"The church, which is his body, the fulness of him" Taken at its face value, it seems incredible to suppose that the Church, in any sense, could possibly be "the fulness" of Christ, who Himself fills the universe. Yet Paul affirms the former to be as true as the latter. If this is indeed Paul's thought, and support is found for it elsewhere in Scripture, what did he mean? He wrote "the church, which is his (Christ's) body". If "the fulness" was one of Paul's great themes, that of "the body" was another, for he used this metaphor to depict the Church in the Epistles to the Romans, 1 Corinthians, Ephesians and Colossians. In Ephesians, Paul affirmed "there is one body", 4. 4; he wrote of "the edifying of the body of Christ", v. 12, "the whole body", "increase of the body", v. 16; "Christ the saviour of the body", 5. 23, "members of his body", v. 30. It is in the sense that the Church is viewed as the body of Christ that it is said to be His fulness, since it complements and completes Him as His body. Christ is "the head" of that body, for it is from Him as the Head that "the whole body" is built up, 4. 15, 16. In nature, a head without a body would be as monstrous as a headless body. The Church would be useless without its living Head and Christ would be incomplete without the members of His body. In a footnote to Ephesians 1. 23, Weymouth states, "without Christ the universe would be incomplete, and Christ would be incomplete without His church".
In 1 Corinthians 12, where Paul developed the truth of the "one body" more fully than elsewhere in the New Testament, he wrote, "For as the body is one, and hath many members, and all the members of that one body, being many, are one body; so also is Christ", v. 12, literally "the Christ". This suggests that Paul is not thinking of Christ alone, but Christ plus the members of His body, the whole "Christ", that is, as completed by the Church. May not this also be Paul's thought in the words "till we all come. . . unto a perfect (full-grown) man, unto the measure of the stature of the fulness of Christ", Eph. 4. 13? We are the members of His body—His hands, His feet. A head without its members would be impotent, lacking means to translate thought and decision into action.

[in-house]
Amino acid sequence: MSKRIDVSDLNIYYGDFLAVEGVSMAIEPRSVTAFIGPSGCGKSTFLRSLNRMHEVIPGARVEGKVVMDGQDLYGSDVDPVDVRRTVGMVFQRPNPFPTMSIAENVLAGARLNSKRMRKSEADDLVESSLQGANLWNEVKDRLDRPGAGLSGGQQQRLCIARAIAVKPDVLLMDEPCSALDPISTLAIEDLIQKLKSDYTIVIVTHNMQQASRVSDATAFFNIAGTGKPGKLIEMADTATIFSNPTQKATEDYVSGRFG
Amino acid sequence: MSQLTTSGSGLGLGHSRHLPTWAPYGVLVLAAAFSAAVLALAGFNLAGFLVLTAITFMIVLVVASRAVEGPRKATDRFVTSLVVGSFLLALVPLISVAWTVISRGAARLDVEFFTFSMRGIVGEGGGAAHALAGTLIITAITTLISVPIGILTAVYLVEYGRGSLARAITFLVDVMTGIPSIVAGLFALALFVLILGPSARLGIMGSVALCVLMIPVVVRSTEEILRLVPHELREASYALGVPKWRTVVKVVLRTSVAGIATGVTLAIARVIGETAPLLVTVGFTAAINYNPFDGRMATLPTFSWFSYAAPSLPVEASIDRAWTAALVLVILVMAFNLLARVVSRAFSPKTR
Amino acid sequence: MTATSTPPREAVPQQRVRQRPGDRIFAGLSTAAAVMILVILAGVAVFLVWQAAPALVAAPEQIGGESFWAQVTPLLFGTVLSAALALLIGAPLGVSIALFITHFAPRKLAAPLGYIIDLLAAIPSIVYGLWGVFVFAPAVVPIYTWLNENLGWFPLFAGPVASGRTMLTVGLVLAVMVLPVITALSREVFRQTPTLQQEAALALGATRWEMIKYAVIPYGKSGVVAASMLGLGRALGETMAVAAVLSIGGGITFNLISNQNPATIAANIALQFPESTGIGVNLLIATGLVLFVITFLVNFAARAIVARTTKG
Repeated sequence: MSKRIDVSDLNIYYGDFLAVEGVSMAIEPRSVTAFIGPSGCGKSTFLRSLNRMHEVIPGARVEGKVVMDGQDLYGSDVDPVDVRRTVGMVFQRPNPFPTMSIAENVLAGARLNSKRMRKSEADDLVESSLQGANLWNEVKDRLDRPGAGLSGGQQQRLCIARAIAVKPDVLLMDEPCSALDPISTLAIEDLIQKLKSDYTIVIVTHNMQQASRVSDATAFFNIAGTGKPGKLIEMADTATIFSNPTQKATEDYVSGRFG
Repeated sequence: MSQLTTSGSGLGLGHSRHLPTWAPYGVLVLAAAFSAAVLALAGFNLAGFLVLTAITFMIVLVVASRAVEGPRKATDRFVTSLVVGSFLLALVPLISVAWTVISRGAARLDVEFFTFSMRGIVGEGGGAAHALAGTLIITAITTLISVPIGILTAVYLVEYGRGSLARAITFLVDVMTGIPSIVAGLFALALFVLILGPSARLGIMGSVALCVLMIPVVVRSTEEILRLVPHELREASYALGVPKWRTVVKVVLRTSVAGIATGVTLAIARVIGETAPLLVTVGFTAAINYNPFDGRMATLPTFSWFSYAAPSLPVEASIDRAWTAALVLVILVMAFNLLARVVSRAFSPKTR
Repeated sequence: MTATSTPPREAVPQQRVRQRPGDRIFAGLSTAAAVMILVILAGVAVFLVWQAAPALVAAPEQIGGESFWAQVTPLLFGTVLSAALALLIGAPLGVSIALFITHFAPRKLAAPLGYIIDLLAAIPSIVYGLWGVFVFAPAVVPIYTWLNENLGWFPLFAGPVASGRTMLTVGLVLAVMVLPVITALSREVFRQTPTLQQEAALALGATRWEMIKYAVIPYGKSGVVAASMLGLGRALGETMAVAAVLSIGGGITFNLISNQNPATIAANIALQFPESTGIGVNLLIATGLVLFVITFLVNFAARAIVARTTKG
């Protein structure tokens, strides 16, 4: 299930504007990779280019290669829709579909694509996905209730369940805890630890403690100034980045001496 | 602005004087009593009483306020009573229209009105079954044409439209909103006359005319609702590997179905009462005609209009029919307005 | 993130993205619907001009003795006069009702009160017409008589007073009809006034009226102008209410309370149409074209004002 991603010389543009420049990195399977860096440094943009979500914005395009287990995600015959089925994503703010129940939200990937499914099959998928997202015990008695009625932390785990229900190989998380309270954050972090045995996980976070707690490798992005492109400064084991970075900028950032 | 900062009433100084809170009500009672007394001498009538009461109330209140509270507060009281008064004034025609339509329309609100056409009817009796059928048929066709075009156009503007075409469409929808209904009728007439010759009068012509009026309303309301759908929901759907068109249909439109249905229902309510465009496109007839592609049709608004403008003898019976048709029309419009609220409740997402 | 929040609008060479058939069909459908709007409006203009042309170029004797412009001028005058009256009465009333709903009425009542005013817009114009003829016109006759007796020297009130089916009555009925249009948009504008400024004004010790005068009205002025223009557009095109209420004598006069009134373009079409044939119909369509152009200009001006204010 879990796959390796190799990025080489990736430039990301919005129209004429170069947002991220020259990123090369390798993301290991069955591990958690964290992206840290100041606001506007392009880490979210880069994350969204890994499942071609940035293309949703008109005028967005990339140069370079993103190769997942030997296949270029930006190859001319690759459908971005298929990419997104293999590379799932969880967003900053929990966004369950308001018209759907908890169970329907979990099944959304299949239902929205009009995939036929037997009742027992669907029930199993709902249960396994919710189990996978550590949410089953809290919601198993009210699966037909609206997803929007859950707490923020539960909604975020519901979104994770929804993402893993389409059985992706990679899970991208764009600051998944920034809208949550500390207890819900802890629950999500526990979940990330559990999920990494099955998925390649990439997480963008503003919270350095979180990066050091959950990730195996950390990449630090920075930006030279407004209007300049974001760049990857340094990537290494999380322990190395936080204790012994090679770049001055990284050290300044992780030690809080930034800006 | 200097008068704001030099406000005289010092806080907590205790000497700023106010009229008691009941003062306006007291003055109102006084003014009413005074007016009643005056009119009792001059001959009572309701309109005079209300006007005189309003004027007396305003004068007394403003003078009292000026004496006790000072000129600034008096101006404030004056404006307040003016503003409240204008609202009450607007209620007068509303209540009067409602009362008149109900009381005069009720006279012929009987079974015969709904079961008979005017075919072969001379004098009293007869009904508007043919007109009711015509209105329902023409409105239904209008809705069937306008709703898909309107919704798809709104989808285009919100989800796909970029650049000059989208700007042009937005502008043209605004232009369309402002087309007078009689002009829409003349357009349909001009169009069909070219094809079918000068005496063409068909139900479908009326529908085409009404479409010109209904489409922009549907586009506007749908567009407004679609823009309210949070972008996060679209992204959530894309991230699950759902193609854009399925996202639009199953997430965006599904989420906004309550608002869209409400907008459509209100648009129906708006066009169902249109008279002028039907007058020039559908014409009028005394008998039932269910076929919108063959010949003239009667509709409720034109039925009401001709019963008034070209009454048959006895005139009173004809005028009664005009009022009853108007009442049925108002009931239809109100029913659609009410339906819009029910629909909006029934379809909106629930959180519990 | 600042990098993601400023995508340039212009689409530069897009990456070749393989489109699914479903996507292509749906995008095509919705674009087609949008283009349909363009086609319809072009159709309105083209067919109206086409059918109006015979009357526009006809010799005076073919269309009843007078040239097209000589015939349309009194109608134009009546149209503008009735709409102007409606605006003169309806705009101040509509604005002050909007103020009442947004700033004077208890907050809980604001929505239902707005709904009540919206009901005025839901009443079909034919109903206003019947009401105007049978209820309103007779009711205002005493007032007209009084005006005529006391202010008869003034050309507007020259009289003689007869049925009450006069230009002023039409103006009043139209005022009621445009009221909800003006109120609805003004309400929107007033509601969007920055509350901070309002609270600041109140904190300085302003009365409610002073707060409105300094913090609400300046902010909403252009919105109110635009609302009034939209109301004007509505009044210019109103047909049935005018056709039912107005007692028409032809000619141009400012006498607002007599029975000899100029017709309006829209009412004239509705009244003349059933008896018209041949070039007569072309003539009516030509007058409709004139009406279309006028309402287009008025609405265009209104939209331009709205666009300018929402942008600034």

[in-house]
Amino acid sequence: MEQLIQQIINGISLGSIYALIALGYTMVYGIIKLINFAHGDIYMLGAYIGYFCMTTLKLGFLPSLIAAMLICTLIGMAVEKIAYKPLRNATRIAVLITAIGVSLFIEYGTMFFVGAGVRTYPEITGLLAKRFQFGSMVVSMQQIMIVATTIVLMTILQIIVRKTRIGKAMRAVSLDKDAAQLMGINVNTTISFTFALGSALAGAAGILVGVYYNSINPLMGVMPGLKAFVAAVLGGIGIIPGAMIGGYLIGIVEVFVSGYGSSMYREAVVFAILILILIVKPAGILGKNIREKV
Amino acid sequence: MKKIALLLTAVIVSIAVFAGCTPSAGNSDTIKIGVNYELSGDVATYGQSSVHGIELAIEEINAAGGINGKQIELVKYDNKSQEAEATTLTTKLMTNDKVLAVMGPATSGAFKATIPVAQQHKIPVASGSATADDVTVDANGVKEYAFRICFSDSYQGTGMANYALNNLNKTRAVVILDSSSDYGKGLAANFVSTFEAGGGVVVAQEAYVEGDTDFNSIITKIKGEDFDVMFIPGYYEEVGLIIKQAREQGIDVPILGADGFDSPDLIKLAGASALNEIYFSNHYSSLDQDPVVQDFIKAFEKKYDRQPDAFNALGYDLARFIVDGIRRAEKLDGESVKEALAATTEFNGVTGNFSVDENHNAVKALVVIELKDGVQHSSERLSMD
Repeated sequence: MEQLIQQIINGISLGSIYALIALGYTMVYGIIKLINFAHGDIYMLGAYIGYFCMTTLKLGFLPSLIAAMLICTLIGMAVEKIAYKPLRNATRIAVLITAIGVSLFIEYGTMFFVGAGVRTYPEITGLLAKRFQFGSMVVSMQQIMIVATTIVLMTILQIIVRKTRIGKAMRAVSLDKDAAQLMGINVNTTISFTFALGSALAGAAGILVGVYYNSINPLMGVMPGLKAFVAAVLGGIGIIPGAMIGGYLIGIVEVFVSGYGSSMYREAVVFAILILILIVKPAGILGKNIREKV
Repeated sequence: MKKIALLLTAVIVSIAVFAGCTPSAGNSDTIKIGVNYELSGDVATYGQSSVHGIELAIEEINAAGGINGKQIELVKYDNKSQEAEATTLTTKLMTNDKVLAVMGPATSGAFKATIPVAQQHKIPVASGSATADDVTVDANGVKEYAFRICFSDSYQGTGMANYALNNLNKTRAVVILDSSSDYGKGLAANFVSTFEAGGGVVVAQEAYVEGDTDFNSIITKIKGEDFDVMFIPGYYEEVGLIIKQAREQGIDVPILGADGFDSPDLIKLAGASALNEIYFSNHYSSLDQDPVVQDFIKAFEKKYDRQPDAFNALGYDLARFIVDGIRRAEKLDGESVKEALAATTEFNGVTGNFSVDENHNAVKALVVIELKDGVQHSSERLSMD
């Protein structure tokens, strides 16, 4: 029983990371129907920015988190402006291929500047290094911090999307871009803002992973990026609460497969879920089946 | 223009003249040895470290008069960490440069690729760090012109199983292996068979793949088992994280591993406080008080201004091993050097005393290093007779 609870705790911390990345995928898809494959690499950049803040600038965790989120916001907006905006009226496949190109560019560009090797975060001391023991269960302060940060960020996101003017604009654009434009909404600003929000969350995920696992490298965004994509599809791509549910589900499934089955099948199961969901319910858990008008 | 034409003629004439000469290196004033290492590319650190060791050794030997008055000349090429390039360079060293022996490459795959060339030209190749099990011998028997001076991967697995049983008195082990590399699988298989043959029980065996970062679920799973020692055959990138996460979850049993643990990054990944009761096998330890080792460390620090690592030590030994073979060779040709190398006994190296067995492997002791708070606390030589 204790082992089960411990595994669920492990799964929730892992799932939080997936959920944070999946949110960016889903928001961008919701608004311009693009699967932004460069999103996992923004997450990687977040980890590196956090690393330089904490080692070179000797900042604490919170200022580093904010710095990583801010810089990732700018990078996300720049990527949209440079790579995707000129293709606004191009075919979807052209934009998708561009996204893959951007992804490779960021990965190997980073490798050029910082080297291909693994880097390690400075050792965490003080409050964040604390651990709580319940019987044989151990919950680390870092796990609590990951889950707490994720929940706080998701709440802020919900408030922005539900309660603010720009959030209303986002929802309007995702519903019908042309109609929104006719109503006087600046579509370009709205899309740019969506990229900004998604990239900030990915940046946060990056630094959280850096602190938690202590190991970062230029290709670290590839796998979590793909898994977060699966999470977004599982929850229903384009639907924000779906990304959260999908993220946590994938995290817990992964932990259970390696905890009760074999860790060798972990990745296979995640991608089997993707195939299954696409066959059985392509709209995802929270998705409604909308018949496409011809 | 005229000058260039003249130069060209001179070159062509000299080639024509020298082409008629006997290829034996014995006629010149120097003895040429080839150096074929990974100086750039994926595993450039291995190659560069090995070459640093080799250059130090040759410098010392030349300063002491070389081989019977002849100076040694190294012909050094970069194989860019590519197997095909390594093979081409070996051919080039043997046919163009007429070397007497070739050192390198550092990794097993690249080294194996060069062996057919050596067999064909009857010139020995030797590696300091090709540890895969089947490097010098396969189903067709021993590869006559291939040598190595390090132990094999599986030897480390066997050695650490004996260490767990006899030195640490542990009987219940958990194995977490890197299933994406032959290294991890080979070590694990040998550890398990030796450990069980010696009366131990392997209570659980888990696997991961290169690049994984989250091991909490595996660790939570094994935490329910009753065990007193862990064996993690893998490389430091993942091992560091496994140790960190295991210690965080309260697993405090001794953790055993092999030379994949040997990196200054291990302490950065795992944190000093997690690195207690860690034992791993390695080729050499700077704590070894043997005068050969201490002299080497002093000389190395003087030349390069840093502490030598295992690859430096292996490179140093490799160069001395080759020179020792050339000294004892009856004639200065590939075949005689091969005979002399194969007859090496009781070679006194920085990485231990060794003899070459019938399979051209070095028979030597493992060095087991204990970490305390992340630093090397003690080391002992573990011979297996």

When God made Eve, He did so that she might be "an help meet for" Adam, Gen. 2.18, that is, as "answering to" him in every respect. To this union with Adam were brought qualities complementary to his own, as were his to hers. Similarly, the Church complements, or fills up, Christ. We speak of a ship's complement, meaning its crew, its officers, all who are needed to man it. Without them, the ship, however well appointed, would be condemned to idleness and uselessness. And a crew without a ship would be a crew in name only and not in fact.
So it is that from Paul's statement in Ephesians 1. 23 the amazing truth emerges that just as Christ is absolutely essential to the universe, so that it could neither have come into being nor continue without Him, so the Church as the mystical body of Christ is essential to Him, in order that its members here on earth might perform these functions assigned to them by their Head in heaven and be the instruments of His purpose.
We commend the following article to the exercise and consideration of our readers, since it contains an interpretation that may be new to many.